Saturday, July 13, 2019

R.I.P. Ross Perot

R.I.P. Ross Perot, who died this week at age 89.

If I'm being honest, I was surprised to find out he was still alive up to now. I'm even more surprised to find out he was only 89. He seemed that old when he rose to prominence back in the 90s.

For those of you wondering who the hell he was, Perot was a self-made Texas billionaire, presidential candidate and source of endless comedy material for talk show hosts and SNL (particularly Dana Carvey).

Perot famously ran for president in 1992 as an independent candidate, alongside George Bush 1.0 and Bill Clinton. Although he lost, he somehow managed to score an absolutely astonishing 19% of the popular vote! Holy Crap!

He ran again in 1996 against Bob Dole and incumbent Bill Clinton. He lost again, racking up just 8% of the popular vote that time. Still an impressive feat for an independent candidate.

Most people have forgotten or are unaware of Perot's involvement in the Vietnam War Memorial in Washington, DC. 

Back in 1979, the Vietnam Veteran's Memorial Fund was attempting to build a monument to the fallen soldiers of the conflict. Unable to raise enough funds on their own, they turned to Perot for some reason, who ponied up $171,000 (what an oddly random amount). 

The organization then held a nationwide contest to come up with a design for the Memorial. The competition was the largest in US history up to that time, receiving 1,421 entries. 

The winning entry was designed by a 21 year old Yale architecture student named Maya Lin. Rather than a traditional statue, her monument featured a long, V-shaped wall made out of black marble. The Wall would be engraved with the names of every soldier killed in the Vietnam War. In an interesting twist, rather than list the names alphabetically, they'd appear in the order in which the soldiers were killed. Viewers standing in front of the Wall would see their own reflections superimposed over the thousands and thousands of names of the fallen.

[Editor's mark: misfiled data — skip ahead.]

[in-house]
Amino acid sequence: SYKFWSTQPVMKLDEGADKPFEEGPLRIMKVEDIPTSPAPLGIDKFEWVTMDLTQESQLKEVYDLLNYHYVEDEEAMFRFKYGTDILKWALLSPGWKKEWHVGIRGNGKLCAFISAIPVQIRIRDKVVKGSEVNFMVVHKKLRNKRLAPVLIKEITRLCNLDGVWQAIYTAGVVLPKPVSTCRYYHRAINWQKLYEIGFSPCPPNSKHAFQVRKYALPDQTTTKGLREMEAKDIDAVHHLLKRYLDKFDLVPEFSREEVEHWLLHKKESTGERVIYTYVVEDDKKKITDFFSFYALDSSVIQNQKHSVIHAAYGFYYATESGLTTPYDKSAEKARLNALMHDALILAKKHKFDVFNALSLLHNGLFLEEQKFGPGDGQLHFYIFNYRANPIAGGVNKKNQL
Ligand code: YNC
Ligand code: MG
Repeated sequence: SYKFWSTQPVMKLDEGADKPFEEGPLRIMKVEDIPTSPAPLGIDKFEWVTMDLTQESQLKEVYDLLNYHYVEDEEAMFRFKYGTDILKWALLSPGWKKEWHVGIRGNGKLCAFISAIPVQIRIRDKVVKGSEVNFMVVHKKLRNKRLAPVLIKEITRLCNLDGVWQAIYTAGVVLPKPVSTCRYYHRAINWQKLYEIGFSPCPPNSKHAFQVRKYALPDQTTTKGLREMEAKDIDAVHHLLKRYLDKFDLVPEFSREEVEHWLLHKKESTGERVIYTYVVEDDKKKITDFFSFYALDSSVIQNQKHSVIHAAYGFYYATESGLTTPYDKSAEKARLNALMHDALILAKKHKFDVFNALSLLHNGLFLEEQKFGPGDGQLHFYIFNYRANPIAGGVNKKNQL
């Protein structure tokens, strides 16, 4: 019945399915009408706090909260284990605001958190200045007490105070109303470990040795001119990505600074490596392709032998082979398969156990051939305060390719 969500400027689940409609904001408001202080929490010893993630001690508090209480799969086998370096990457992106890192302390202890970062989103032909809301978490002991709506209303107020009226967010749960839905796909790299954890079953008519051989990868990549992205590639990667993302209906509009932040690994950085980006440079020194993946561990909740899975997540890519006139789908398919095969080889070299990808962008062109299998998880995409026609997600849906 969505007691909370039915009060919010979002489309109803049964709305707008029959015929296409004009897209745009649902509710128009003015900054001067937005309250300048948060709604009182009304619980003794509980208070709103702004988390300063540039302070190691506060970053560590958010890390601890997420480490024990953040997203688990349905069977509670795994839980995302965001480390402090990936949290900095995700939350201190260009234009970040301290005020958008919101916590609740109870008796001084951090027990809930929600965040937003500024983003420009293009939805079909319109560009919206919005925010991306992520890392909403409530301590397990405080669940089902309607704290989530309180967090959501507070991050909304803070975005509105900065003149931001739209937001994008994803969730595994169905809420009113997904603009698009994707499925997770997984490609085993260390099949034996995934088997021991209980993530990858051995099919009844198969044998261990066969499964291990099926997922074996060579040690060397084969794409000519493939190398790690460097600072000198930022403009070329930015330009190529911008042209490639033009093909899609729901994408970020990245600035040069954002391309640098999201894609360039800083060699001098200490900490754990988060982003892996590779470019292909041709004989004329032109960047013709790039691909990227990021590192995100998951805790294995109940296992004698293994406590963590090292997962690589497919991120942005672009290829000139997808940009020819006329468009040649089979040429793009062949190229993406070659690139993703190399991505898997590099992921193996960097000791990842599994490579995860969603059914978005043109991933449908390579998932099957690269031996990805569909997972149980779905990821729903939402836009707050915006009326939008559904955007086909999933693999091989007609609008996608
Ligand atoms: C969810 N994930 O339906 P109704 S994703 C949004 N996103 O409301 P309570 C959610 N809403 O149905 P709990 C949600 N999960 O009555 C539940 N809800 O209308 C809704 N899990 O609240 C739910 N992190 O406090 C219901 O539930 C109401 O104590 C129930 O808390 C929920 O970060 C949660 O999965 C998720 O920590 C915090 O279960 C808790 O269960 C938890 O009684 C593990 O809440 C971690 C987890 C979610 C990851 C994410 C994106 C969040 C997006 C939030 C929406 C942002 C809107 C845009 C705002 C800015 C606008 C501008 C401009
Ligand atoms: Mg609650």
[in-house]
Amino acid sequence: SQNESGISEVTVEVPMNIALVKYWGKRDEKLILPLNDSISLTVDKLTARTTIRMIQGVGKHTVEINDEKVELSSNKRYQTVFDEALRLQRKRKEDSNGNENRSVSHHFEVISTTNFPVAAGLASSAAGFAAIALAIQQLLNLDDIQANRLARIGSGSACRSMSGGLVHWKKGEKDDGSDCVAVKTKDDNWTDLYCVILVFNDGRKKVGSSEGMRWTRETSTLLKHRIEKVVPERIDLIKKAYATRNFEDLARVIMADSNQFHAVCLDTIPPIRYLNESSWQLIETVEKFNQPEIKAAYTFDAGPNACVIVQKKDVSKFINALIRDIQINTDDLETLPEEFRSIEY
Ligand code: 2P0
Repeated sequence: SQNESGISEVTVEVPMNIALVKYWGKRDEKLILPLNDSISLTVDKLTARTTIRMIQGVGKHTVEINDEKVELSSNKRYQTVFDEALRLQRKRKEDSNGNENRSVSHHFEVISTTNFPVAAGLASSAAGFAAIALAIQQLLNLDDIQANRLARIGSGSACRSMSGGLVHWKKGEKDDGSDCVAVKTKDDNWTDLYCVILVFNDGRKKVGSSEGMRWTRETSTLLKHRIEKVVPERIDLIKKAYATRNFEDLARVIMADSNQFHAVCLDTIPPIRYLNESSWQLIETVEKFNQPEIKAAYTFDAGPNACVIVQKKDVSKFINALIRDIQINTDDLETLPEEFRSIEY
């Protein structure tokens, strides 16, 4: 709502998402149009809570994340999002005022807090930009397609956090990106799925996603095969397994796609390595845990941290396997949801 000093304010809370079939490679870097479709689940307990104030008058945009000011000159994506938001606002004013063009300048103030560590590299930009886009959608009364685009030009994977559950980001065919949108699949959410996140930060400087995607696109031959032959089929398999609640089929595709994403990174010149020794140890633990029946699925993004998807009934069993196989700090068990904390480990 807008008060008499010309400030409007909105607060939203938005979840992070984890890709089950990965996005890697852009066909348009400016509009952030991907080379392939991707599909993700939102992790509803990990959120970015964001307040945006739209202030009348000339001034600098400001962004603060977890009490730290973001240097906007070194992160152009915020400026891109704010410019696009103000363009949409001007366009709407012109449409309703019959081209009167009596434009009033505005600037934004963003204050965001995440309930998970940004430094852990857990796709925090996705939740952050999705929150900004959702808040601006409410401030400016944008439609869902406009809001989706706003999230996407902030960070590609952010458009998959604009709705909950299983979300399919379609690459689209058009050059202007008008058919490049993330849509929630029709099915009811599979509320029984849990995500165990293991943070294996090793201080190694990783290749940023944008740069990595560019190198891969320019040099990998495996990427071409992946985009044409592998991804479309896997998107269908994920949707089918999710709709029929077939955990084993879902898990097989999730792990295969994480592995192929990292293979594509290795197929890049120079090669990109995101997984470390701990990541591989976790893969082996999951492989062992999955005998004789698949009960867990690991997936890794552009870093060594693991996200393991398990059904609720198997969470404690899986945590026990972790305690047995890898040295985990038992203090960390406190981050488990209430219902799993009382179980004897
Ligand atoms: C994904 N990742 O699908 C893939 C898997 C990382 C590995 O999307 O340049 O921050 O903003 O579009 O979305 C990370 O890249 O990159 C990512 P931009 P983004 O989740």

It was a high-concept design that was immediately controversial (making me wonder why they chose it in the first place). Perot was the Wall's biggest opponent, as he absolutely hated the unconventional idea. He wanted a more traditional monument, featuring bronze statues of soldiers, ala the Marine Corps War Memorial (you know, the one with the guys trying to raise the flag). 

Perot offered up several dull, boring alternatives, and was appalled when veteran groups announced they actually liked Lin's design.

Perot then tried a different tactic, calling Lin's Asian heritage into question. According to him, it was shameful and outrageous for a Vietnam War memorial to be designed by an "egg roll." Yeah, he really said that. Oh, Ross. You lovable billionaire racist, you. Of course Perot failed to mention that Maya Lin was born in Ohio, not freakin' Phnom Penh.

Despite all that unpleasantness, Perot lost his argument and the Wall was eventually built. Even better, the design turned out to be massively popular, as millions visit it every year and are emotionally overwhelmed by it. 

Take that, Ross Perot!

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